Ecologists use the latest dental scanning technology to study young corals

Inspired by a visit to the dentist, Dr. Kate Quigley introduces a new method for monitoring coral size and growth that reduces inspection time by 99%. The methodology and findings are published in the journal British Ecological Society, Methods in Ecology and Evolution.

Dr. Kate Quigley, a senior research scientist at the Minderoo Foundation who conducted the research at the Australian Institute of Marine Sciences and James Cook University, has developed a new non-destructive method for scanning coral quickly and safely, reducing the work involved. Before it was laborious. and long topographical techniques.

Inspired by a visit to the dentist, Dr. Quigley commented on the similarities between coral and our teeth, both of which rely on calcium and require measuring tools that can withstand wet surfaces. “One day, I was at the dentist and they released this new scanning machine. I immediately knew it was something that could be applied to scan very small corals, since corals and teeth actually share a lot of similar properties. The rest is history!” “

Coral reefs are among the most productive ecosystems on earth, providing essential nutritional and protective services to people around the world. These important ecosystems have suffered serious declines in recent decades, spurring a wave of research into their basic biology and restoration. Understanding the critical life stage of juvenile coral allows scientists to predict ecosystem changes, the impacts of disturbances, and their potential for recovery.

Reconstruction of 3D models of coral reveals information about their health and response to pressures such as rising temperatures or acidification. Various methods exist to build and evaluate these 3D models, but their effectiveness is reduced when small-scale measurements are built.

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Dr Quigley said: “At the moment, it is difficult to accurately measure very small objects in 3D, especially if you are interested in measuring small living animals, such as coral, without damaging them.

“During my Ph.D., it took me half a day to produce a scan and I was interested in scanning hundreds of corals at once.

“For the first time, this new method will allow scientists to measure thousands of small corals quickly, accurately, and without any negative impact on coral health. This has the potential to expand large-scale monitoring of coral health. oceans and to scale up coral reef restoration.”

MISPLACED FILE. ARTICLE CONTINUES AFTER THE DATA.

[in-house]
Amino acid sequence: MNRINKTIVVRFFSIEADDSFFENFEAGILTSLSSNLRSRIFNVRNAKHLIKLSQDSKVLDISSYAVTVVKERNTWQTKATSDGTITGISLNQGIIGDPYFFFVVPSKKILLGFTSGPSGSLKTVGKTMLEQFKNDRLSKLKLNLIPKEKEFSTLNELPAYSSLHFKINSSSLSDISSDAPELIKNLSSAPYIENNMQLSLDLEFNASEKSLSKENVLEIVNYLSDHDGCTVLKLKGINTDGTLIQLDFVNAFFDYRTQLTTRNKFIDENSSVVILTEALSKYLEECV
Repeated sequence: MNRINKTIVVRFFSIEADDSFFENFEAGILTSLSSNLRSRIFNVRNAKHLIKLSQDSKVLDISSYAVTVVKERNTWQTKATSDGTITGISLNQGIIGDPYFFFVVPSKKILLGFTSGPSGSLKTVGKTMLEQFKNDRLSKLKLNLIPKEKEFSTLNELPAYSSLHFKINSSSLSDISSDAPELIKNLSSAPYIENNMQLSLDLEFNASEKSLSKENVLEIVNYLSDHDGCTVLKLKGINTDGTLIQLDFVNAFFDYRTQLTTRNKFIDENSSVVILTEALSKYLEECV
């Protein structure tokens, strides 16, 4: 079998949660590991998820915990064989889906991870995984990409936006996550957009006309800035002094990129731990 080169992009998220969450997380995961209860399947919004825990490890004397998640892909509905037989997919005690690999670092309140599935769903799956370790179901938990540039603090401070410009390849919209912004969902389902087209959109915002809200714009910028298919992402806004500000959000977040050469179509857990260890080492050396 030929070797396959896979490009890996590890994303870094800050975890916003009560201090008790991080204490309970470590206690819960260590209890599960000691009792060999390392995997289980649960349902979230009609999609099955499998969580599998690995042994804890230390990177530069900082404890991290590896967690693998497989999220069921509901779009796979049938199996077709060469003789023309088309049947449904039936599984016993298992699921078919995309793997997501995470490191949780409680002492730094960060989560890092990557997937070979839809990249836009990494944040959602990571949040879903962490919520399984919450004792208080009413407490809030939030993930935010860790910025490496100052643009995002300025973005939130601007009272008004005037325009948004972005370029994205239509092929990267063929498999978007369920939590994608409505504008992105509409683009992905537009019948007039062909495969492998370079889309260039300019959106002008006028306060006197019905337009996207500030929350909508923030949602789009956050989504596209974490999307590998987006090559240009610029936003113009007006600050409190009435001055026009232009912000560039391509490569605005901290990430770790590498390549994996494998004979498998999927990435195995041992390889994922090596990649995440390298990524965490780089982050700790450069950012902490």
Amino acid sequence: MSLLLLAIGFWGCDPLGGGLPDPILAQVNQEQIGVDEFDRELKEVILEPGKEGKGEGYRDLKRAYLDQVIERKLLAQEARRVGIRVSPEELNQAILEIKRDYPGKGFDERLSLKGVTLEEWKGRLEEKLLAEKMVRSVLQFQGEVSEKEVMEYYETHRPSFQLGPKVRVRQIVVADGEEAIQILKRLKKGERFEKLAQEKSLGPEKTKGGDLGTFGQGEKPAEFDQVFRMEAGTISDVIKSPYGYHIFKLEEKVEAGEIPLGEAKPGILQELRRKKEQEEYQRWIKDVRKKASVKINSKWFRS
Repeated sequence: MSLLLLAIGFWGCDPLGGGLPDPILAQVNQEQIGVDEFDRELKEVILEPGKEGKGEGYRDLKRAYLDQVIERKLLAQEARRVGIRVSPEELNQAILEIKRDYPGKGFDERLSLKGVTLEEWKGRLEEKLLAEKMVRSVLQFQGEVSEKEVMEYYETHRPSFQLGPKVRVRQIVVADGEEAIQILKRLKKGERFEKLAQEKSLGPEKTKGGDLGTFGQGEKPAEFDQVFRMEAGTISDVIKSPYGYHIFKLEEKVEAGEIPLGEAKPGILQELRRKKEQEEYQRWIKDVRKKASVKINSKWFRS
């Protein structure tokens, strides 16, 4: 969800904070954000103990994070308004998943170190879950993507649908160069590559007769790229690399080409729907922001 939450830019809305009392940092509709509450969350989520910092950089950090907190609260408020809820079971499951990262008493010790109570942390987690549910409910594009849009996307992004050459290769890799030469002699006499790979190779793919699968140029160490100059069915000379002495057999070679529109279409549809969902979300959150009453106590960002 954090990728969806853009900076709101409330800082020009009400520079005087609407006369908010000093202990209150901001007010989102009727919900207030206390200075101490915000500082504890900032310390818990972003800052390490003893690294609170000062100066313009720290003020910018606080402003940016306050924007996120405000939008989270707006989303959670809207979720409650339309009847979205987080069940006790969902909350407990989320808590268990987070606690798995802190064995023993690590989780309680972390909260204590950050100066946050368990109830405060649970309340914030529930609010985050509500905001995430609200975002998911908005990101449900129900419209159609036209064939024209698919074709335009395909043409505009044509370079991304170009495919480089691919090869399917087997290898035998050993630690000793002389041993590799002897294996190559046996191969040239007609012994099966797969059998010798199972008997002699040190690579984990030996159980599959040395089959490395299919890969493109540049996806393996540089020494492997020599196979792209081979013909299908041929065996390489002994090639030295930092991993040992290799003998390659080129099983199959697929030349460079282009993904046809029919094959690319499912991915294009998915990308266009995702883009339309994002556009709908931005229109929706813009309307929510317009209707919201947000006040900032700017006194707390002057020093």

To assess the effectiveness of these dental scanners, namely the ITero Element 5D Flex, Dr. Quigley measured juvenile corals in the Australian Institute of Marine Science’s National Marine Simulator. The corals, from the Great Barrier Relief, were temporarily removed from their indoor aquarium and their surface area and volume were recorded before being returned to the tanks.

On average, it took less than three minutes to scan and build a model of each individual coral compared to more than 4 hours with previous methods, a 99% decrease in the time required to make such measurements. Dr. Quigley recorded equally fast and accurate performance when measuring and comparing models of dead skeletons and live coral tissue. Eliminating the need to slaughter live animals to take action.

While this is a big step forward in reducing the time needed to monitor and study small marine animals, 3D scans still need to be processed manually, slowing down analysis. Dr. Quigley hopes that the next avenue for this research is to try to create an automated analysis pipeline from scanning to measurement, potentially using AI.

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Currently, this technology can only be used for measurements outside the water. The hardware is not waterproof as the scanner is based on confocal laser technology.

“Possibly, the scanner could be made completely waterproof. However, it’s not clear how well laser technology would work completely submerged underwater. We’ve taken this technology on the ship before and pulled out wild and lab-raised corals to measure.” , so we’re getting there!”

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Materials provided by British Ecological Society. Note: content can be edited for style and length.

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